I was visiting once in a wealthy house, where there was one only adopted child, upon whom was lavished all the love and tenderness and care that human hearts could bestow or human means procure. And as I watched that child running in and out day by day, free and light-hearted, with the happy carelessness of childhood, I thought what a picture it was of our wonderful position as children in the house of our Heavenly Father. And I said to myself, “If nothing could so grieve and wound the loving hearts around her, as to see this little child beginning to be worried or anxious about herself in any way, about whether her food and clothes would be provided for her, or how she was to get her education or her future support, how much more must the great, loving heart of our God and Father be grieved and wounded at seeing His children taking so much anxious care and thought!” And I understood why it was that our Lord had said to us so emphatically, “Take no thought for yourselves.”
Who is the best cared for in every household? Is it not the little children? And does not the least of all, the helpless baby, receive the largest share? As a late writer has said, the baby “toils not, neither does he spin; and yet he is fed, and clothed, and loved, and rejoiced in,” and none so much as he.
This life of faith, then, about which I am writing, consists in just this; being a child in the Father’s house. And when this is said, enough is said to transform every weary, burdened life into one of blessedness and rest.
Let the ways of childish confidence and freedom from care, which so please you and win your hearts in your own little ones, teach you what should be your ways with God; and leaving yourselves in His hands, learn to be literally “careful for nothing”; and you shall find it to be a fact that “the peace of God which passeth all understanding shall keep (as in a garrison) your hearts and minds through Christ Jesus.” Notice the word “nothing” in the above passage, as covering all possible grounds for anxiety, both inward and outward. We are continually tempted to think it is our duty to be anxious about some things. Perhaps our thought will be, “Oh, yes, it is quite right to give up all anxiety in a general way; and in spiritual matters of course anxiety is wrong; but there are things about which it would be a sin not to be anxious; about our children, for instance, or those we love, or about our church affairs and the cause of truth, or about our business matters. It would show a great want of right feeling not to be anxious about such things as these.” Or else our thoughts take the other tack, and we say to ourselves, “Yes, it is quite right to commit our loved ones and all our outward affairs to the Lord, but when it comes to our inward lives, our religious experiences, our temptations, our besetting sins, our growth in grace, and all such things, these we ought to be anxious about; for if we are not, they will be sure to be neglected.”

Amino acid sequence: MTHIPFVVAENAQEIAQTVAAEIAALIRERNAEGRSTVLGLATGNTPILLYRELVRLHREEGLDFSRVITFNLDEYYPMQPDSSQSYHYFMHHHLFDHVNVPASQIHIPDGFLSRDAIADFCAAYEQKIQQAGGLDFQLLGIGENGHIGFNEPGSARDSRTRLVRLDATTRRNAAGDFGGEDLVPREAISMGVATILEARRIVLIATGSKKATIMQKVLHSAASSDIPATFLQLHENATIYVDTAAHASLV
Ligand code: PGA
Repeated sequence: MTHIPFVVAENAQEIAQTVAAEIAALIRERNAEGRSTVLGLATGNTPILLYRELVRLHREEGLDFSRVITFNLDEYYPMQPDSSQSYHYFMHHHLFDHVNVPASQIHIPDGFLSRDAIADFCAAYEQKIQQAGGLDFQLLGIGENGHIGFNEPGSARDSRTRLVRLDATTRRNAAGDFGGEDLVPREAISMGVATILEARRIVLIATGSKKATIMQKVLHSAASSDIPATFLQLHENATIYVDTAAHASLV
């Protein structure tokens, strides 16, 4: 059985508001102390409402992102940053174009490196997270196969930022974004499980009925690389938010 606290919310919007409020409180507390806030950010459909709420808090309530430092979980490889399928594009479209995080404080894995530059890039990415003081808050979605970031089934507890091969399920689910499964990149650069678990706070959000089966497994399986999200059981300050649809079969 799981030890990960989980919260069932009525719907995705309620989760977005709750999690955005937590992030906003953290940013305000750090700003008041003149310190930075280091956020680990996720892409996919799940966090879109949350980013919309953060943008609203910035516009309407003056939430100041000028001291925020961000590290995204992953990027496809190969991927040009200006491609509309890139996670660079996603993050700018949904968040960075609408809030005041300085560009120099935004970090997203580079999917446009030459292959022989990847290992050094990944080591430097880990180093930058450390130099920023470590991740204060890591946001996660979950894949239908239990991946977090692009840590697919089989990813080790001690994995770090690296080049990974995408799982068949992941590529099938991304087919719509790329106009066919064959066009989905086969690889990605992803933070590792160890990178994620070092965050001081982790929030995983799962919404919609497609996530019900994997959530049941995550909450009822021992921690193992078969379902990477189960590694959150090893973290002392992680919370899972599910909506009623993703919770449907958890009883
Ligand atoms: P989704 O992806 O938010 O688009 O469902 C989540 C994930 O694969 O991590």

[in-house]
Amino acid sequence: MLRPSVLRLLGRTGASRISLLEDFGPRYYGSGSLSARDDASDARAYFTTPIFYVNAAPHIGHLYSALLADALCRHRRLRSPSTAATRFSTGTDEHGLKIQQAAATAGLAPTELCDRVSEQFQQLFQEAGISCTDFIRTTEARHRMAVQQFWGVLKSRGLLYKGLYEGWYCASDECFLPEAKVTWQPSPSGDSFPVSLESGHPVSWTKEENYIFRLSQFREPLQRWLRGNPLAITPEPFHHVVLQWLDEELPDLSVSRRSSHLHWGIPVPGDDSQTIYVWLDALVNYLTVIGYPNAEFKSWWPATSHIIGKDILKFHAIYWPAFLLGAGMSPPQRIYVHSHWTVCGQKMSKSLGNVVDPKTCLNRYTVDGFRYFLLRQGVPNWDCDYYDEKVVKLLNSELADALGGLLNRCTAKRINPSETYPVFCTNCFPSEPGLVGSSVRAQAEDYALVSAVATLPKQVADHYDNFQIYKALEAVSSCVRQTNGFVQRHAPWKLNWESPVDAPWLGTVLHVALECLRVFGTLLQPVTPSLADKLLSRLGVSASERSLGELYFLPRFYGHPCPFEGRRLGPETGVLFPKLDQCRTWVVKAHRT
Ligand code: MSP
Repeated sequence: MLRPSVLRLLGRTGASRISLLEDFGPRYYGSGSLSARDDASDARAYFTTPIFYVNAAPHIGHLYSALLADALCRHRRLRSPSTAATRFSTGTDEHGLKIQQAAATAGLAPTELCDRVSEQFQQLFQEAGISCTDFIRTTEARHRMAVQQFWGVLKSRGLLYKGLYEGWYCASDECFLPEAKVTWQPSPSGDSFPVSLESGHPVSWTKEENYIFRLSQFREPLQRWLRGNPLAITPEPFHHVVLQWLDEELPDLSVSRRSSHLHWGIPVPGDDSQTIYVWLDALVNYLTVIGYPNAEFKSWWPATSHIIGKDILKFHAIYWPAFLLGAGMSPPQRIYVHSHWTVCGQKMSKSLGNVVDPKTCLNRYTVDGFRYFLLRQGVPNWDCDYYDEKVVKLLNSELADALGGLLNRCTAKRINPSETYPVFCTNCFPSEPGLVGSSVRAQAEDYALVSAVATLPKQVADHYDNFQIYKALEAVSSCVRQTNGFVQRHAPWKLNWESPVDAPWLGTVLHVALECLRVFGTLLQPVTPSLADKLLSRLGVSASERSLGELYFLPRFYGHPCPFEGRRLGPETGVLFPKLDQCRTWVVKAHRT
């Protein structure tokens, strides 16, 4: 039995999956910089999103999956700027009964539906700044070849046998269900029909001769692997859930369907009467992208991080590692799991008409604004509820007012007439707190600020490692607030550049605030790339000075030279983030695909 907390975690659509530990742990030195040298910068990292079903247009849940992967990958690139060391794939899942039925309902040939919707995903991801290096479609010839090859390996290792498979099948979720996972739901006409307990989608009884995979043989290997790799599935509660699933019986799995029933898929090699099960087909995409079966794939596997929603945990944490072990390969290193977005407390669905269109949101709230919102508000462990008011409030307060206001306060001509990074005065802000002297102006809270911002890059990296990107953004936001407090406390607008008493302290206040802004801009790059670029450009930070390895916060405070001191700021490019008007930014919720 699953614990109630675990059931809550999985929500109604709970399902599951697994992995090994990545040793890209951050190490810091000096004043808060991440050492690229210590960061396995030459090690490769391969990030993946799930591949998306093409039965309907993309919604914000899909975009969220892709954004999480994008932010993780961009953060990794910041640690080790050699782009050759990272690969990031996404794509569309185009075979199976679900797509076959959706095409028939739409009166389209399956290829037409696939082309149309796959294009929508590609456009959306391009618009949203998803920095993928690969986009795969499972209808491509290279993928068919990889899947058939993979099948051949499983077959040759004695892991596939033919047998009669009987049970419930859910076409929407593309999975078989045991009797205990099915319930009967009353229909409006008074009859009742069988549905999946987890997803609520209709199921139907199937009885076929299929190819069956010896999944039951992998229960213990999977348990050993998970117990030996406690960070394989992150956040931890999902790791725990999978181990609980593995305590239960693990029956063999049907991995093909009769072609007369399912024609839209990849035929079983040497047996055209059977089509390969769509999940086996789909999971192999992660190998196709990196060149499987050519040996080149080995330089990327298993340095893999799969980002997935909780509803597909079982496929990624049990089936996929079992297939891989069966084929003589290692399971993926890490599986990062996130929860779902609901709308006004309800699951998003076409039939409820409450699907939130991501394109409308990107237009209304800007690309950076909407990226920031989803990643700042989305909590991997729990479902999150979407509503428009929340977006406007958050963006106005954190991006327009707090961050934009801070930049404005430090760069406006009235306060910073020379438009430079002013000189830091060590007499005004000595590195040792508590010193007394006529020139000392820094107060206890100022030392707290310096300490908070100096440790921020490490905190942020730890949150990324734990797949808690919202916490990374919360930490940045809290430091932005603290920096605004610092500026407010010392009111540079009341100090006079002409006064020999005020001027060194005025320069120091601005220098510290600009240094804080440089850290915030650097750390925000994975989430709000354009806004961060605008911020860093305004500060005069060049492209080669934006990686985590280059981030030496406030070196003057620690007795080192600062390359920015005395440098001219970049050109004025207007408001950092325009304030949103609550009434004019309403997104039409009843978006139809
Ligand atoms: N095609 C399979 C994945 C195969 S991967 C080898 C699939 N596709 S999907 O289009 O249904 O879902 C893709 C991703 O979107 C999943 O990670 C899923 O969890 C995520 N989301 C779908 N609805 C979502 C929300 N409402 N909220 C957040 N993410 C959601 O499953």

To such suggestions, and to all similar ones, the answer is found in our text, —
“In NOTHING be anxious.”
In Matt. 6:25-34, our Lord illustrates this being without anxiety, by telling us to behold the fowls of the air and the lilies of the field, as examples of the sort of life He would have us live. As the birds rejoice in the care of their God and are fed, and as the lilies grow in His sunlight, so must we, without anxiety, and without fear. Let the sparrows speak to us: –“I am only tiny sparrow,
A bird of low degree;
My life is of little value,
But the dear Lord cares for me.
I have no barn nor storehouse,
I neither sow nor reap;
God gives me a sparrow’s portion,
But never a seed to keep.
“I know there are many sparrows;
All over the world they are found;
But our heavenly Father knoweth
When one of us falls to the ground.
“Though small, we are never forgotten;
Though weak, we are never afraid;
For we know the dear Lord keepeth
The life of the creatures he made.
“I fly through the thickest forest,
I light on many a spray;
I have no chart nor compass,
But I never lose my way.
And I fold my wing at twilight
Wherever I happen to be;
For the Father is always watching,
And no harm will come to me.
I am only a little sparrow,
A bird of low degree,
But I know the Father loves me;
Have you less faith than we?”